• The start of a protagonist’s day, from when they are asleep in bed;
  • The main character’s answerphone message or a message left for them that gives large amounts of exposition;
  • A flashback (a historical human sacrifice or ritual that curses something to lay dormant until modern day or a detailed unveiling of the protagonist’s childhood trauma);
  • A dream sequence – particularly one that is interrupted by an alarm signalling the start of the protagonist’s day;
  • An arresting opening scene that then jumps back in time 24 hours / 1 week / 3 months earlier, which can imply that the writer wants to script to start with something exciting, and knows deep down there’s not enough story in the beginning of their script.

Obviously, you may find brilliant, original and inventive ways of making any of these tropes work, but these are frequently used and can therefore be a ‘red flag’ to readers in terms of how original or fresh the ideas appear to be. Of course, we hope that we’re wrong, but first impressions are important.

Bechdel Revisited: this is all about ‘intros’ in description. Whilst bad characterisation is by no means limited by gender, one virtually unique problem to female characters is an introduction along these lines: “JANE (20s), attractive, walks in”. Whilst contradictions, conflicts and desires virtually ooze out of the best comedy and drama characters, if the first and/or only thing the script has told us about your character is that she’s pretty, all this tells us is “THIS CHARACTER EXISTS TO BE A LOVE / LUST INTEREST”. As the brilliant former Vogue editor Diana Vreeland says, “Prettiness is not a rent [women] pay for occupying a space marked ‘female’.” What else do we need to know about your female character? Do they need to be attractive?

Tell me where I am, when I am and who I should be following: a script opens with several people talking around the dinner table. How do we know who is your main character? And, more broadly, how do we know when and where we are? Of course, there’s getting the world established and there’s getting the story going, but the more you write, the easier it will be to find a balance.

Keep me oriented in the script: one skill that can really make a script a joy to read is a writer who keeps the reader oriented in their story – even giving each scene a clear opening image. Think visually, without prescribing the camera angles unless it’s needed to follow the story. This will make action setpieces (car chases, fights etc) a real pleasure to read, and the best are usually simply written.

Don’t write the story you think I want to read: and by this I don’t literally mean me, I mean that you’re writing a script based on a recent success (Breaking Bad, Happy Valley, Peaky Blinders) rather than the story you are actually interested in. This is part of developing your own voice, which takes a lot of work. However, you’ll only ever write your best spec script once you’ve developed a style that is truthful to you. Obviously, many writers will want to write on established series or soaps, in which case you will aim to keep an element of your own voice but ensure that your writing fits into a pre-existing tone and structure.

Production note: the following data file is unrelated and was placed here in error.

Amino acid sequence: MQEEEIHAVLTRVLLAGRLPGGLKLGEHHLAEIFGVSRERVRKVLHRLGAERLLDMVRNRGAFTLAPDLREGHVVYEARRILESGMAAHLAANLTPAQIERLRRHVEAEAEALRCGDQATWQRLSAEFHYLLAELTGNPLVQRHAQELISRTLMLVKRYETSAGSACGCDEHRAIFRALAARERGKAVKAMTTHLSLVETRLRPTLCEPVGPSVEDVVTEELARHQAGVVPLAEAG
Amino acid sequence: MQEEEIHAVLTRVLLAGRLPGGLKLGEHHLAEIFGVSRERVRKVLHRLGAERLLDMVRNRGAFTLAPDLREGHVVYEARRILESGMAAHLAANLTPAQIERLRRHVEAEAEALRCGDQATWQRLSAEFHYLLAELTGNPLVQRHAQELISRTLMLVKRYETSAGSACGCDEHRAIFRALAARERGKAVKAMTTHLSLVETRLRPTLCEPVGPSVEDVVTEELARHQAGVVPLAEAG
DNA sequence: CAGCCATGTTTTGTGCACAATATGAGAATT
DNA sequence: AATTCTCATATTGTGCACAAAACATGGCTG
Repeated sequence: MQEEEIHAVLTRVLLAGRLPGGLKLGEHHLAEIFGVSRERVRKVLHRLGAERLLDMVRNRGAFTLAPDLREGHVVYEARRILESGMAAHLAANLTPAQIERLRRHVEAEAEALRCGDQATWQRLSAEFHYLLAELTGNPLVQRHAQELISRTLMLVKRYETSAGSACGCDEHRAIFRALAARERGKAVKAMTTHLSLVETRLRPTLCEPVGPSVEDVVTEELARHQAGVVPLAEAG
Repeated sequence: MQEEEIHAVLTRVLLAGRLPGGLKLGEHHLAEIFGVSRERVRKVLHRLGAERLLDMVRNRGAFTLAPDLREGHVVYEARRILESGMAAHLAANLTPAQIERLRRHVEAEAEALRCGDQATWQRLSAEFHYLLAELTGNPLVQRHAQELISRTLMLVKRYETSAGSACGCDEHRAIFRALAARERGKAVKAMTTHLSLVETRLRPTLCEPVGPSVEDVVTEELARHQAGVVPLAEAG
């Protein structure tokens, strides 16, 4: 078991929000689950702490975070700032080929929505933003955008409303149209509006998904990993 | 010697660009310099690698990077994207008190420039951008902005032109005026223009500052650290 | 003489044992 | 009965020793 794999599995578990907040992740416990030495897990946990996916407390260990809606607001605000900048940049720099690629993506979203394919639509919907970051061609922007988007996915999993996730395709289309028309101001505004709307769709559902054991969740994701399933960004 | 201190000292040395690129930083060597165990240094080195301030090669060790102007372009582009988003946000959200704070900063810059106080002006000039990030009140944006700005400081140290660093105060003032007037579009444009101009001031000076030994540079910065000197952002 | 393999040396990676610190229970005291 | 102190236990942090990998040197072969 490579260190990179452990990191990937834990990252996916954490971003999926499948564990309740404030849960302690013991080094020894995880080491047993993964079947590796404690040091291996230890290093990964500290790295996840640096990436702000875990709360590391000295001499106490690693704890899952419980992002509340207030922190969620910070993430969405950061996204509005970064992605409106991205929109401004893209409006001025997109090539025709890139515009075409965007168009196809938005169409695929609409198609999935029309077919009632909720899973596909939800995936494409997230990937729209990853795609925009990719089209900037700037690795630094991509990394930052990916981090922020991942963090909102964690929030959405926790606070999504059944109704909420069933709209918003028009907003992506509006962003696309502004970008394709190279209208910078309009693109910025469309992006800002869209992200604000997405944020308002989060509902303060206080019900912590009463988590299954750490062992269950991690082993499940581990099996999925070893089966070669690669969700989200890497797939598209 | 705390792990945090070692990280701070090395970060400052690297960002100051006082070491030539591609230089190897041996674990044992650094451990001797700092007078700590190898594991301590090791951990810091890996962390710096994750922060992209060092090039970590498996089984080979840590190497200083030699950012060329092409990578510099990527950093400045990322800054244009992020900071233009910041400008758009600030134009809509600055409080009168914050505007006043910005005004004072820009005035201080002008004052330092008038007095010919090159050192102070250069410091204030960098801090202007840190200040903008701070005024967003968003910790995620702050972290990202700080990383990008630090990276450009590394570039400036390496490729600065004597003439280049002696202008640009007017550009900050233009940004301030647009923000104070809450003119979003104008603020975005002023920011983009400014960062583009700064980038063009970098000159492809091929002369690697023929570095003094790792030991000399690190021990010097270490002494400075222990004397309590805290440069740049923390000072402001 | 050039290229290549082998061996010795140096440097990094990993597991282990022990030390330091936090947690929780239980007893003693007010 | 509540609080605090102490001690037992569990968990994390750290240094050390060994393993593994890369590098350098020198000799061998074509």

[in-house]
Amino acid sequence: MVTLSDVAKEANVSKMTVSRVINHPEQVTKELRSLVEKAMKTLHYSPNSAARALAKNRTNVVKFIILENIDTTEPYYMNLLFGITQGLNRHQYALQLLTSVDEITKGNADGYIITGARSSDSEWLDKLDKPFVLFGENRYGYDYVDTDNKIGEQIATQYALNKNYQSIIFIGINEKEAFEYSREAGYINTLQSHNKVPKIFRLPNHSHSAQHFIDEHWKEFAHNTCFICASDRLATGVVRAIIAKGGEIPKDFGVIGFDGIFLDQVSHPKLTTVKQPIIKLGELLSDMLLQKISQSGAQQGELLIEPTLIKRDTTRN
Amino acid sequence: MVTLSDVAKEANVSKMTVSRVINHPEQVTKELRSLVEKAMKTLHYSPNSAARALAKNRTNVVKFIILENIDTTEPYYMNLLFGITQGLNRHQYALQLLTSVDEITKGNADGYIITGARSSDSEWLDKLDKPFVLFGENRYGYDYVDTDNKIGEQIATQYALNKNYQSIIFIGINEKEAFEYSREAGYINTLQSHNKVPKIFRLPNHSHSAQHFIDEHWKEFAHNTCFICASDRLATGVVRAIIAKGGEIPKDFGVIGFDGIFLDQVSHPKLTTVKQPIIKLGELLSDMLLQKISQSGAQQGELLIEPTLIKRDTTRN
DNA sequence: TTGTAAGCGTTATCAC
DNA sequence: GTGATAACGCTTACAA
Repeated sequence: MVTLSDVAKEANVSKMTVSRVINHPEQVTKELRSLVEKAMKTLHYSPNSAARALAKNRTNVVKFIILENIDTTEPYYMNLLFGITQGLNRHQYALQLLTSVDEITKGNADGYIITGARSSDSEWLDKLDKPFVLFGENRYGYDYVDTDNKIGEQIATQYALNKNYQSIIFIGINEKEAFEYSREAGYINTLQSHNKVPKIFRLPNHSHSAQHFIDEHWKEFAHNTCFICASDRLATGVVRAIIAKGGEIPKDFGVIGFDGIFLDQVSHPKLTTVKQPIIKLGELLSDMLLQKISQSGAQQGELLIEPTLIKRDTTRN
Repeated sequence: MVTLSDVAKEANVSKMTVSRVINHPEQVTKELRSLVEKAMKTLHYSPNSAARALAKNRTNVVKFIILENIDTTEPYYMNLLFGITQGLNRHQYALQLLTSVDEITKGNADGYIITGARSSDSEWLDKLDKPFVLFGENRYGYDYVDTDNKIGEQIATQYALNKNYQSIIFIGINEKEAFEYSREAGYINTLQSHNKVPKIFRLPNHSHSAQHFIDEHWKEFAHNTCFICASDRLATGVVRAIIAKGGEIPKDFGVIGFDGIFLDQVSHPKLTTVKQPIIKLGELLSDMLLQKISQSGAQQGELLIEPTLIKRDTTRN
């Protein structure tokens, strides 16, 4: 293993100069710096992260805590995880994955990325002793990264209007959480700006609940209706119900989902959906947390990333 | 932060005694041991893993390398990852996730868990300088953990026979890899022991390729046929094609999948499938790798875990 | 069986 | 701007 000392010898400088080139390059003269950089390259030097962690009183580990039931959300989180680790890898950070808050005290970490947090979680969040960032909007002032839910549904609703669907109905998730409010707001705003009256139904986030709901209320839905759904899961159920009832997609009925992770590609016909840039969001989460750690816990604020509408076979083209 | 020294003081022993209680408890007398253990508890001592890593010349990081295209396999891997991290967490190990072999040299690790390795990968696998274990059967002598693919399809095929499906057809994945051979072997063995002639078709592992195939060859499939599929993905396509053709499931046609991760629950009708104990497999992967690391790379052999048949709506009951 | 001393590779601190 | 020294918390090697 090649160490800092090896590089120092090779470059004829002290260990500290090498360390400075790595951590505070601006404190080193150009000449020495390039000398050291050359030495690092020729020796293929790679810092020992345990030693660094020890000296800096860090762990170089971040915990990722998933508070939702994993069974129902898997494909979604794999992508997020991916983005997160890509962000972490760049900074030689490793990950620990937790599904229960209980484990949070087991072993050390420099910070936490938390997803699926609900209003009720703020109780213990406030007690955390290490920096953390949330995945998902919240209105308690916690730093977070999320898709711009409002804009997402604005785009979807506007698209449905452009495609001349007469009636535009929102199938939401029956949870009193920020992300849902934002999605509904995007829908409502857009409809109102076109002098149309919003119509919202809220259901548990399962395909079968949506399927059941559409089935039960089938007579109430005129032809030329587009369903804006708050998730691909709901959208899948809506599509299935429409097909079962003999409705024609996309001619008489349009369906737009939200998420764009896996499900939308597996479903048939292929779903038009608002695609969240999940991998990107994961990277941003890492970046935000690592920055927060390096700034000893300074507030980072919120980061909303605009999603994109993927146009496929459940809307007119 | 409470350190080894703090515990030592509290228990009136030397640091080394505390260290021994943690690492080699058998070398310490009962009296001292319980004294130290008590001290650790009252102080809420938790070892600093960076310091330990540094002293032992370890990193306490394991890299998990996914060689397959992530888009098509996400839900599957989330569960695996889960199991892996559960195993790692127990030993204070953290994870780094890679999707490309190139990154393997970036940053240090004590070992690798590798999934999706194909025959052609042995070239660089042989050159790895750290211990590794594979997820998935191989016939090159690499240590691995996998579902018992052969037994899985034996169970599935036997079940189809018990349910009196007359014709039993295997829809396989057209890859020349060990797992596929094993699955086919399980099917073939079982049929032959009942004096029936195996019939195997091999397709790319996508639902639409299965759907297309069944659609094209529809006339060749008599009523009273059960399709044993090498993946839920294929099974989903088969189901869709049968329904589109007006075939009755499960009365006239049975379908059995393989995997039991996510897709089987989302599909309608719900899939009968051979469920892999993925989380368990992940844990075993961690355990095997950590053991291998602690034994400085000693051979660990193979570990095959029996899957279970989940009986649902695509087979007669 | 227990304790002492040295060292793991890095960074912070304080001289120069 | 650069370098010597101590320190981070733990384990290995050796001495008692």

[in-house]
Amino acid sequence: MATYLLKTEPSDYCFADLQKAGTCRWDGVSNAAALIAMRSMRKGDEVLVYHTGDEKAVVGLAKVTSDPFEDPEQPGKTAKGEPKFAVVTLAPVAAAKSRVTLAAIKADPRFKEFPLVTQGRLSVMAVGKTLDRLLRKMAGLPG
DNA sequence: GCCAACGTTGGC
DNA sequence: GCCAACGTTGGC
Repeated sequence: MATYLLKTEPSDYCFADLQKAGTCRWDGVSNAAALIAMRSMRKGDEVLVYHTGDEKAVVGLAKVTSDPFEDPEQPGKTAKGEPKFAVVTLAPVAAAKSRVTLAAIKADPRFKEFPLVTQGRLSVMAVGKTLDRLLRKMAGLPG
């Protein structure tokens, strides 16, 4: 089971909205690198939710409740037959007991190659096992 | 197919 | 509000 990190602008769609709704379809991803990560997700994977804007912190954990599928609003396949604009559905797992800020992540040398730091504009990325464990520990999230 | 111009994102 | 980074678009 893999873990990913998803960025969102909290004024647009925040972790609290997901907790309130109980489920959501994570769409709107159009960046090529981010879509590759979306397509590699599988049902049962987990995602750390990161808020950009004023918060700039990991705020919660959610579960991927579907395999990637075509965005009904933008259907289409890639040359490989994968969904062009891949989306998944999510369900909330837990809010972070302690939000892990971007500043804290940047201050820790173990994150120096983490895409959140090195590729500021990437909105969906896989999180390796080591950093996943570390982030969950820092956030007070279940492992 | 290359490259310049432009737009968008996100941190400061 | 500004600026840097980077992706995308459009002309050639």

Remember that I want your script to be good: I think it bears repeating; whether it’s developing a script through Script Angel or even being a dastardly reader, I want your script to be good. I will be willing it on from page 1; I will ignore that typo on page 4 if there aren’t three more by page 12***; I will look for the trail of story breadcrumbs you’ve left and try to make sense of any small plot or character questions I have, in quiet confidence that your story has me in safe hands and all will be answered to my satisfaction. And I’m no different to any other reader. We rejoice when we find a character who feels truthful and interesting and we can invest in their journey; and we want to go to our producer friends and bosses to tell them that we’ve found a script they’ll want to make.

So next time you’re thinking about submitting a script, ask yourself the age-old question: does it have the ‘X’ Factor..?

*If you’re looking for a couple of those other good articles, here they are:

http://www.writersstore.com/bulletproof-your-script-against-reader-rejection/ http://www.bang2write.com/2012/09/7-things-readers-can-tell-about-your-script-on-page-1.html

**Currently. Of course, that could be the Next Big Thing, who knows.

*** Which implies that you’ve not taken the time to read it over before sending it out, which can be frustrating. However, if you’re doing a last-minute rewrite on a shooting script, unless it changes the meaning, we will be more forgiving!

Xandria Horton is a Script Analyst for Script Angel. You can find out more about Xandria’s script feedback services here.